Trust, estates & will disputes

Can Grandchildren contest a Will?
8 December, 2017

When a grandparent passes away, there are two ways a grandchild may challenge their Will. If the grandchild thinks the Will is invalid, they can challenge it on this basis. Alternatively, grandchildren can

sometimes bring claims for financial provision under the Inheritance (Provision for Family and Dependants) Act 1975 (the ‘1975 Act’). We will look at these in turn. 

Invalid Will

Anyone can challenge a Will on the grounds that the Will is invalid. A Will is invalid if:

  1. The Testator lacked the mental capacity to make a Will;
  2. The Testator didn’t know of or approve of the contents of the Will;
  3. The Will was not correctly executed;
  4. The Testator was subject to undue influence;
  5. The Will is forged or fraudulent.

If the Will is declared invalid, there may be an earlier Will that is valid. If not, the estate will be distributed according to the intestacy rules. These state a surviving spouse inherits half the estate and the other half if divided between the deceased’s children; if one of the children has died but left their own children, their share goes to their children – the grandchildren of the deceased.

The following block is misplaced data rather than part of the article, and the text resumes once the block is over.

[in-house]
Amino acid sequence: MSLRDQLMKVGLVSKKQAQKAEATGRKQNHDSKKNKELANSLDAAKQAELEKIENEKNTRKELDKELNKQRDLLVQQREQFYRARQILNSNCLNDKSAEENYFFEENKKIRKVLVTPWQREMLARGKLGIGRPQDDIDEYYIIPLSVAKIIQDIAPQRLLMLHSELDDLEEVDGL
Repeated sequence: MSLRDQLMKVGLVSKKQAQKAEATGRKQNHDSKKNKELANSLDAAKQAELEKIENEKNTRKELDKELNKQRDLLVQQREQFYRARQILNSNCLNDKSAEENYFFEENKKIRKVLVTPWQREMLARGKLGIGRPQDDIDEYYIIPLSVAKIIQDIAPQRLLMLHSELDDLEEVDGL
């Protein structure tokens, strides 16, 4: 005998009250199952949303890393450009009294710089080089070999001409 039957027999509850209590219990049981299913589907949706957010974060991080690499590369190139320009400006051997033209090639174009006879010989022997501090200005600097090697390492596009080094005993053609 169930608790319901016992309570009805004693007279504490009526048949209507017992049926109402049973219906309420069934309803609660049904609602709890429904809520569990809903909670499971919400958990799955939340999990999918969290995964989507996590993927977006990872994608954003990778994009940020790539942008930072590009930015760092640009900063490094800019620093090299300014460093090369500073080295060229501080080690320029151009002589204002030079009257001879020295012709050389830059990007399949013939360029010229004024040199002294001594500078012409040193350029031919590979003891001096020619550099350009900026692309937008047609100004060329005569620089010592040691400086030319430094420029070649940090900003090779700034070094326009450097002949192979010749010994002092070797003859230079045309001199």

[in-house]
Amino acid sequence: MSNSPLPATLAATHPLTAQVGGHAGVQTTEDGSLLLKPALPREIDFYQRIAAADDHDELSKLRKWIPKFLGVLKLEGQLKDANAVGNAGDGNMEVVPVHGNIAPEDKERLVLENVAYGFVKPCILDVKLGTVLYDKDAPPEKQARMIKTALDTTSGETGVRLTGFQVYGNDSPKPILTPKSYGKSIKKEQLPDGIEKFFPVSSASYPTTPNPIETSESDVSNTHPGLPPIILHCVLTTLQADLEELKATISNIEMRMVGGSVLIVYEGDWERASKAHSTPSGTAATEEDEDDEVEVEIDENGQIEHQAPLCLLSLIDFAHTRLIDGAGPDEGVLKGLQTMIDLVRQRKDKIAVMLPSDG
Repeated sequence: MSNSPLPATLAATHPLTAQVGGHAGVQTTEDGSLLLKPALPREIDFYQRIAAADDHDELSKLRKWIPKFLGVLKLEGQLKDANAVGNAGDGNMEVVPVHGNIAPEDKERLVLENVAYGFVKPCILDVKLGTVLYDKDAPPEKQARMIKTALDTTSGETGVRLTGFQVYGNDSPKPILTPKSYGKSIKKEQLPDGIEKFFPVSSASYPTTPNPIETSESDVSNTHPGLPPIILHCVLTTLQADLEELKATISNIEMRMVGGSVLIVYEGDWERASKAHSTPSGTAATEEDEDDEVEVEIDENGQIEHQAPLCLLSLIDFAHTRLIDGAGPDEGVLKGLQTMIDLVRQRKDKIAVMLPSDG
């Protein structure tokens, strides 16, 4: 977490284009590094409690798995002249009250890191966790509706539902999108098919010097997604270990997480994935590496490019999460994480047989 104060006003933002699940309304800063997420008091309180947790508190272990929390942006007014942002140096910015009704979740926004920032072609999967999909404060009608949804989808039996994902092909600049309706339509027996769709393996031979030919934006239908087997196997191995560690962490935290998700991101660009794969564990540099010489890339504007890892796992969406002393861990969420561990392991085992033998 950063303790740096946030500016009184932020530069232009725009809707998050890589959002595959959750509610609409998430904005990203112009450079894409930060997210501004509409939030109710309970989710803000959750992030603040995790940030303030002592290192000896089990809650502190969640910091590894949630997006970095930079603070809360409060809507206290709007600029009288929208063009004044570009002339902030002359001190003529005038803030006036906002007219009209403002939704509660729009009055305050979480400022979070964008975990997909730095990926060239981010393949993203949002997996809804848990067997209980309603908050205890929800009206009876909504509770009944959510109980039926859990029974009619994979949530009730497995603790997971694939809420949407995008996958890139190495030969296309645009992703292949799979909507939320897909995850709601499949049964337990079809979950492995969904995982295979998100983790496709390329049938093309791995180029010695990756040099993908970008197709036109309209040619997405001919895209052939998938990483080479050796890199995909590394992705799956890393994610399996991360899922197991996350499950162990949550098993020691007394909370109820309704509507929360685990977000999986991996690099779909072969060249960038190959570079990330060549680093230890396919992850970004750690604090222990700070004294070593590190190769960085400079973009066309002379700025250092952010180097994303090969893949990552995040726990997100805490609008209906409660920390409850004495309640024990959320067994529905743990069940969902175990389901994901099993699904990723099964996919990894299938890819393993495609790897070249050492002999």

Financial support

To pursue a claim under the 1975 Act, you must first establish that you are eligible to do so. There are a number of categories of eligible claimant but, for grandchildren, the most relevant are either that they were dependent on the Deceased or were treated by them as a “child of the family”. If eligibility can be shown, the Court will consider all of the circumstances of your claim to decide if an award should be made.

If you think you may have a claim against your late grandparent’s estate on these grounds, please contact a member of the Specialist Disputes team to discuss your situation further and click here to view our Guide to Will Trust and Estate Disputes.

 


Inheritance disputes increase in number
7 November, 2017

In August 2017, The Financial Times reported  that there had been a 36% surge in inheritance disputes being brought to the High Court in 2016.  158 claims were brought under the Inheritance (Provision for Family and Dependents) Act 1975, up from 116 such claims in 2015.

This represents the tip of the iceberg – most inheritance claims are resolved privately before Court proceedings are issued or before trial.

Why then are this type of Will dispute increasing in number? To answer this, you need to understand who is bringing these claims, being family members or dependants who believe that a Will fails to make reasonable provision for them. In our experience there are